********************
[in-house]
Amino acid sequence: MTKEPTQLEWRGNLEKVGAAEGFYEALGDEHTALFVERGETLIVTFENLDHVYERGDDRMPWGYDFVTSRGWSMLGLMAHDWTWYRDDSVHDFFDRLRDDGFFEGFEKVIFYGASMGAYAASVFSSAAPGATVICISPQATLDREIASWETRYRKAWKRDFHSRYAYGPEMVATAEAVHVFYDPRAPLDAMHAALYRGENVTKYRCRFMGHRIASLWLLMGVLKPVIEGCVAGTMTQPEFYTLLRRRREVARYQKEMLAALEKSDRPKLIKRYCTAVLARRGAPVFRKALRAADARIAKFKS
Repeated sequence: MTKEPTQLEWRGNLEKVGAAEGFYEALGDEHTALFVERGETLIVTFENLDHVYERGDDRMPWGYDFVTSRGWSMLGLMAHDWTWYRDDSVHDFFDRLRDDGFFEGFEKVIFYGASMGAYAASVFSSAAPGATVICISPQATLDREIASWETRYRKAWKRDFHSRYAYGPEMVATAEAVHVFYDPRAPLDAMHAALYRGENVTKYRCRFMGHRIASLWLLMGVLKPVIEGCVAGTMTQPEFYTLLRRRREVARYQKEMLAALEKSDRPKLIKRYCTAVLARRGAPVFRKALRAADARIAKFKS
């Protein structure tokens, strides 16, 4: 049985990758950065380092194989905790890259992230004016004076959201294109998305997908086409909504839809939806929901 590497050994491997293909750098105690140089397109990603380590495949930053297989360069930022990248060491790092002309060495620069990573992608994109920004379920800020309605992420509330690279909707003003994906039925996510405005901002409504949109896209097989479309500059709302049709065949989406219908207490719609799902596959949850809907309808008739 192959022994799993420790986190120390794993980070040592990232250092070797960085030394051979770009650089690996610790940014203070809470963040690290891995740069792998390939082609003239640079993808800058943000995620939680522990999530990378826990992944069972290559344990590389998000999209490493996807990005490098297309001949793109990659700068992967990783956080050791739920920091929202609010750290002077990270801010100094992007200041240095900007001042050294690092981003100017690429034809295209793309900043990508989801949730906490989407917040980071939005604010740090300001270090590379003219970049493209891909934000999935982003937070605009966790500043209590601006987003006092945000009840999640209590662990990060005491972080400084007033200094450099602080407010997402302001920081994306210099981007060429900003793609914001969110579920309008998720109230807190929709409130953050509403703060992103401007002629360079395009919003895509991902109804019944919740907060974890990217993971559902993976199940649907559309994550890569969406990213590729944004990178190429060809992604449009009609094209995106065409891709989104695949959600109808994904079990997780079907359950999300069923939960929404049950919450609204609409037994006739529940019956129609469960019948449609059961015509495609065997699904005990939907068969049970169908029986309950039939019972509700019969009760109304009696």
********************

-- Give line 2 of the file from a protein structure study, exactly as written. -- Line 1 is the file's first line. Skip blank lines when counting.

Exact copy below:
Amino acid sequence: MTKEPTQLEWRGNLEKVGAAEGFYEALGDEHTALFVERGETLIVTFENLDHVYERGDDRMPWGYDFVTSRGWSMLGLMAHDWTWYRDDSVHDFFDRLRDDGFFEGFEKVIFYGASMGAYAASVFSSAAPGATVICISPQATLDREIASWETRYRKAWKRDFHSRYAYGPEMVATAEAVHVFYDPRAPLDAMHAALYRGENVTKYRCRFMGHRIASLWLLMGVLKPVIEGCVAGTMTQPEFYTLLRRRREVARYQKEMLAALEKSDRPKLIKRYCTAVLARRGAPVFRKALRAADARIAKFKS